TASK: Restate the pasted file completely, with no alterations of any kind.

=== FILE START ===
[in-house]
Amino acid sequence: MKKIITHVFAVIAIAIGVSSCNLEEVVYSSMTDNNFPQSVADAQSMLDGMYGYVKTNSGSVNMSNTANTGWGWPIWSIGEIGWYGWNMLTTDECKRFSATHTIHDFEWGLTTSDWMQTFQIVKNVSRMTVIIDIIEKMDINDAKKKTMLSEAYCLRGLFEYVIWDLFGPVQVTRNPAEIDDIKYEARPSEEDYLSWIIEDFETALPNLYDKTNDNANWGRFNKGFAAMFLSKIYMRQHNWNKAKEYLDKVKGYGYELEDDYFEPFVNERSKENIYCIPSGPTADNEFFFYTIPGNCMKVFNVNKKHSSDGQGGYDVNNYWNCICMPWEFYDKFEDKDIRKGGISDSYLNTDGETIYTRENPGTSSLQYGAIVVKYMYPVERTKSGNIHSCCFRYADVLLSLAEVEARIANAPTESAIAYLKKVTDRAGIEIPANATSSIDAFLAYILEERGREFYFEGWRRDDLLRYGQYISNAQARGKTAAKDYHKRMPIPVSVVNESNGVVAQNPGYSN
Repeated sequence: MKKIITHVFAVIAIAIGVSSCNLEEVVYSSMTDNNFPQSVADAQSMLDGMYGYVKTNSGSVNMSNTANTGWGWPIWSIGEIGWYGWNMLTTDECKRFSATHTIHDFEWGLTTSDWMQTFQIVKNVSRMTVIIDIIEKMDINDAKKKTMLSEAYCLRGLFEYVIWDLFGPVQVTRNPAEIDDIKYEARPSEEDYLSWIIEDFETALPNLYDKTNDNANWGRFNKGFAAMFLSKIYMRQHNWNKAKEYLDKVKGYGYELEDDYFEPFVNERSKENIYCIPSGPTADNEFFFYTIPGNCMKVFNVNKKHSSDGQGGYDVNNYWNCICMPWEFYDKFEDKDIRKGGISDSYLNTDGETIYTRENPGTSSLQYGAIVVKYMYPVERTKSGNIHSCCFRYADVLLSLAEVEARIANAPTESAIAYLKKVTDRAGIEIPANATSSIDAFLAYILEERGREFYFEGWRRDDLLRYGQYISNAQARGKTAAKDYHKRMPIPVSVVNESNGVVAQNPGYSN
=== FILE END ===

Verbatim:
[in-house]
Amino acid sequence: MKKIITHVFAVIAIAIGVSSCNLEEVVYSSMTDNNFPQSVADAQSMLDGMYGYVKTNSGSVNMSNTANTGWGWPIWSIGEIGWYGWNMLTTDECKRFSATHTIHDFEWGLTTSDWMQTFQIVKNVSRMTVIIDIIEKMDINDAKKKTMLSEAYCLRGLFEYVIWDLFGPVQVTRNPAEIDDIKYEARPSEEDYLSWIIEDFETALPNLYDKTNDNANWGRFNKGFAAMFLSKIYMRQHNWNKAKEYLDKVKGYGYELEDDYFEPFVNERSKENIYCIPSGPTADNEFFFYTIPGNCMKVFNVNKKHSSDGQGGYDVNNYWNCICMPWEFYDKFEDKDIRKGGISDSYLNTDGETIYTRENPGTSSLQYGAIVVKYMYPVERTKSGNIHSCCFRYADVLLSLAEVEARIANAPTESAIAYLKKVTDRAGIEIPANATSSIDAFLAYILEERGREFYFEGWRRDDLLRYGQYISNAQARGKTAAKDYHKRMPIPVSVVNESNGVVAQNPGYSN
Repeated sequence: MKKIITHVFAVIAIAIGVSSCNLEEVVYSSMTDNNFPQSVADAQSMLDGMYGYVKTNSGSVNMSNTANTGWGWPIWSIGEIGWYGWNMLTTDECKRFSATHTIHDFEWGLTTSDWMQTFQIVKNVSRMTVIIDIIEKMDINDAKKKTMLSEAYCLRGLFEYVIWDLFGPVQVTRNPAEIDDIKYEARPSEEDYLSWIIEDFETALPNLYDKTNDNANWGRFNKGFAAMFLSKIYMRQHNWNKAKEYLDKVKGYGYELEDDYFEPFVNERSKENIYCIPSGPTADNEFFFYTIPGNCMKVFNVNKKHSSDGQGGYDVNNYWNCICMPWEFYDKFEDKDIRKGGISDSYLNTDGETIYTRENPGTSSLQYGAIVVKYMYPVERTKSGNIHSCCFRYADVLLSLAEVEARIANAPTESAIAYLKKVTDRAGIEIPANATSSIDAFLAYILEERGREFYFEGWRRDDLLRYGQYISNAQARGKTAAKDYHKRMPIPVSVVNESNGVVAQNPGYSN